Jenny Chan 陳詠欣
Aug 27, 2014

China's shoppers lead world in willingness to buy online: Nielsen

SHANGHAI - China is the leader in e-commerce maturity around the world with a higher percentage of actual buying versus online browsing, according to a new study from Nielsen.

China's shoppers lead world in willingness to buy online: Nielsen

While online purchase intentions around the world have doubled in 14 out of 22 product categories over the past three years, China is the key leader in the Asia-Pacific region and the world, according to the Nielsen global survey of e-commerce, which polled more than 30,000 internet respondents in 60 countries.

More than half of Chinese respondents said they intend to make an online purchase within the next six months. In the other 59 countries, the percentage ranged from 35 to 46 per cent.

Intent to buy is particularly strong in durable and entertainment-related categories like clothing (74 per cent vs 57 per cent just browsing), airline tickets (69 per cent vs 48 per cent just browsing) and hardcopy books (64 per cent vs 45 per cent just browsing).

“By one account, China has more than 600 million Internet users and an annual e-commerce growth rate of 120 per cent, making it the fastest-growing, and soon to be the largest e-commerce market in the world,” said Patrick Dodd, managing director of Nielsen China. 

Online purchase intent for consumable products like groceries and baby supplies, while still not as strong as for non-consumable categories, is gaining traction quickly. Since 2011, Chinese online purchase intentions for baby supplies jumped 25 percentage points to 38 per cent, and both cosmetic and food & beverage categories increased 14 percentage points to 56 and 57 per cent, respectively. Alcoholic drinks rose 20 percentage points to 34 per cent.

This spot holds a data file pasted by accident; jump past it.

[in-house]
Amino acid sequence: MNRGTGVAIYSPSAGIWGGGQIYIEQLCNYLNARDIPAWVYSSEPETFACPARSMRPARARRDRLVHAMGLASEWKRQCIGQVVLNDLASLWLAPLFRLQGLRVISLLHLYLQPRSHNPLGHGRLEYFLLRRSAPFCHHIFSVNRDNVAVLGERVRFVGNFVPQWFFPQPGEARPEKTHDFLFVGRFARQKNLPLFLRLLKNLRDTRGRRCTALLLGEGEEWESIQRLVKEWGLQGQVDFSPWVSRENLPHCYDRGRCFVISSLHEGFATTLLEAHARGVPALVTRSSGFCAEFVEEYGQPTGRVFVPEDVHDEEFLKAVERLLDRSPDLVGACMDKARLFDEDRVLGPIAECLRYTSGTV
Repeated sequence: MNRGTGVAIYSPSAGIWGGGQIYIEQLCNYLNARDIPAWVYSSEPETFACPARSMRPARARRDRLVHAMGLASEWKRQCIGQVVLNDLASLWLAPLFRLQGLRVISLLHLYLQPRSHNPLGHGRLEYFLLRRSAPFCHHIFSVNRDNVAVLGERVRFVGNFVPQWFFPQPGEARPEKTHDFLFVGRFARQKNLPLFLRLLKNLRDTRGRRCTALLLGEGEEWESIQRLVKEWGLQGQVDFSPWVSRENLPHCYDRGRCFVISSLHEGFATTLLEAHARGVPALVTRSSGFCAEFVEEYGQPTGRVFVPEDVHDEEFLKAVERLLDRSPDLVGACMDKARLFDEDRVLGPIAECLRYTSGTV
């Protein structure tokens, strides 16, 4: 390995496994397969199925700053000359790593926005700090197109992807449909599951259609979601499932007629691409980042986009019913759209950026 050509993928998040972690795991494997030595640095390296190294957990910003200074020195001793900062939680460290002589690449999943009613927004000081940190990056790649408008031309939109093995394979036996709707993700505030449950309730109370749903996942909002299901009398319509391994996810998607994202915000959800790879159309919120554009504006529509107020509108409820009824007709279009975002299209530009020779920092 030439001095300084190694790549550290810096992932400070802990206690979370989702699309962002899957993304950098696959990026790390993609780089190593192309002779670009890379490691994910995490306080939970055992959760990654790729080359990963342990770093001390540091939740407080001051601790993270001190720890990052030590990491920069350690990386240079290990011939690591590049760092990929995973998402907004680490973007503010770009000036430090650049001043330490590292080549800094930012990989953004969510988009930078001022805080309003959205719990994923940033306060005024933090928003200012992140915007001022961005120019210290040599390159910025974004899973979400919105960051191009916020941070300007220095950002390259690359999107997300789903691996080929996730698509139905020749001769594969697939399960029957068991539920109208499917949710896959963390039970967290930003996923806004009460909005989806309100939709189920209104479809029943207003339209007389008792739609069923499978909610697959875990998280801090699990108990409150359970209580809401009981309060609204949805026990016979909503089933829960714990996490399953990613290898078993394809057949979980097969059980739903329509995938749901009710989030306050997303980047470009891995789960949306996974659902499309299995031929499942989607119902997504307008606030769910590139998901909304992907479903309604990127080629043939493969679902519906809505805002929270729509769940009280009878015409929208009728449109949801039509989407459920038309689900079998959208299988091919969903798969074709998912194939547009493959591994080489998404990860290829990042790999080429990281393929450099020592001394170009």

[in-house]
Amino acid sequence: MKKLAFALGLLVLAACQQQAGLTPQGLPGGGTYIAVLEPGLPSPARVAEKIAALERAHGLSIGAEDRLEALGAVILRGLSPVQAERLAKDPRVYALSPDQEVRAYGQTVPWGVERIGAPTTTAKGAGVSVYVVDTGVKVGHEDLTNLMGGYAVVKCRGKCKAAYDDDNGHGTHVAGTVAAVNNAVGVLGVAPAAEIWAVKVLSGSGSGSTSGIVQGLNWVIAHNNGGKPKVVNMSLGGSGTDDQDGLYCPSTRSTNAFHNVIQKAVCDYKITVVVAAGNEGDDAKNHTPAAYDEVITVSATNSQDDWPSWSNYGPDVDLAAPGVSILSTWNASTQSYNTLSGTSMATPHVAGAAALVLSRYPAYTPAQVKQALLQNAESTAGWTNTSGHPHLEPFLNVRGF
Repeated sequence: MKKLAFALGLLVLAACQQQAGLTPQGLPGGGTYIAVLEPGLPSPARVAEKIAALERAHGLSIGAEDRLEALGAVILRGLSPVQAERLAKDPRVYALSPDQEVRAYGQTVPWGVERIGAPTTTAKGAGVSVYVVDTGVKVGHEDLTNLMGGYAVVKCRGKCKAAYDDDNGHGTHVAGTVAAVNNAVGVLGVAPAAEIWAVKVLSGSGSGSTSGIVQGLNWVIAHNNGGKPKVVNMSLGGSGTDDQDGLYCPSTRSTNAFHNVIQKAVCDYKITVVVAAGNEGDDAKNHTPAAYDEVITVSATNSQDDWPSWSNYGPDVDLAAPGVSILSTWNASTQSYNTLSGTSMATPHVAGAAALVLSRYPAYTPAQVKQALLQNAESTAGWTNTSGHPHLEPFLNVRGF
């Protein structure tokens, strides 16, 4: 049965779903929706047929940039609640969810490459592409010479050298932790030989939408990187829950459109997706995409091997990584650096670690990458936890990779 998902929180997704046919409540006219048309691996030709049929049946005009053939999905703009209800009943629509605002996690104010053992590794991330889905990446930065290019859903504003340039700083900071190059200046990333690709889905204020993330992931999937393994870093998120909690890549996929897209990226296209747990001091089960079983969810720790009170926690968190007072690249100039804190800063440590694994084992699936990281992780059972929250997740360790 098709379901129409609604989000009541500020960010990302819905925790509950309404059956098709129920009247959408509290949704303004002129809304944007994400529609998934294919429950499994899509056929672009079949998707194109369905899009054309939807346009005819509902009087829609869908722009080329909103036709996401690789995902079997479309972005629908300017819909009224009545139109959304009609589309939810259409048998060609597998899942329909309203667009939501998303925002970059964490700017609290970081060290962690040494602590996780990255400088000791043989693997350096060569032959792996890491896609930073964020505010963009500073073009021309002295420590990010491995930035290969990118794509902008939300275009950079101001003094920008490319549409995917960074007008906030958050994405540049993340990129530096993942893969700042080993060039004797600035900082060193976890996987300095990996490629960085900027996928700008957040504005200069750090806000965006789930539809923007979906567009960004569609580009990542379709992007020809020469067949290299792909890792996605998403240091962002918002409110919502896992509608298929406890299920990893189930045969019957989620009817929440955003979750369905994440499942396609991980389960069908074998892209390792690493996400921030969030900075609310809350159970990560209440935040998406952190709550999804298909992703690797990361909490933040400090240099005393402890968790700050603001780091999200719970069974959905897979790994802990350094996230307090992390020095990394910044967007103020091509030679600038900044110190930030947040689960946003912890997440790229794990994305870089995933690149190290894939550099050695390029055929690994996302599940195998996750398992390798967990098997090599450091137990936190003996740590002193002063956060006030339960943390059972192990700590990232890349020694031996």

“The elevated purchase intent for consumable goods signals great timing for retailers to start creating an omni-channel experience for consumers who are actively using both digital and physical platforms to research and purchase,” said Dodd.

Additionally, overcoming negative perceptions, such as the high risk of receiving fake products, is essential if consumables like alcoholic drinks are to succeed within online channels, he added.

Even for some products that are more conducive to online browsing than buying, such as those that carry a high price tag or require a try-before-you-buy test run, Chinese consumers are enthusiastic about both browsing and buying online. Electronics, mobile phones and sporting goods are examples of categories that Chinese consumers often purchase online, while many other consumers around the globe prefer to buy offline.

“The higher percentage of online buying versus browsing in China tells us that more Chinese respondents are going for the actual transaction rather than research only," Dodd said. "Online has become a strong retail channel for Chinese respondents. In this regard, out of the countries surveyed, China is one of the furthest along on the e-commerce maturity curve.”


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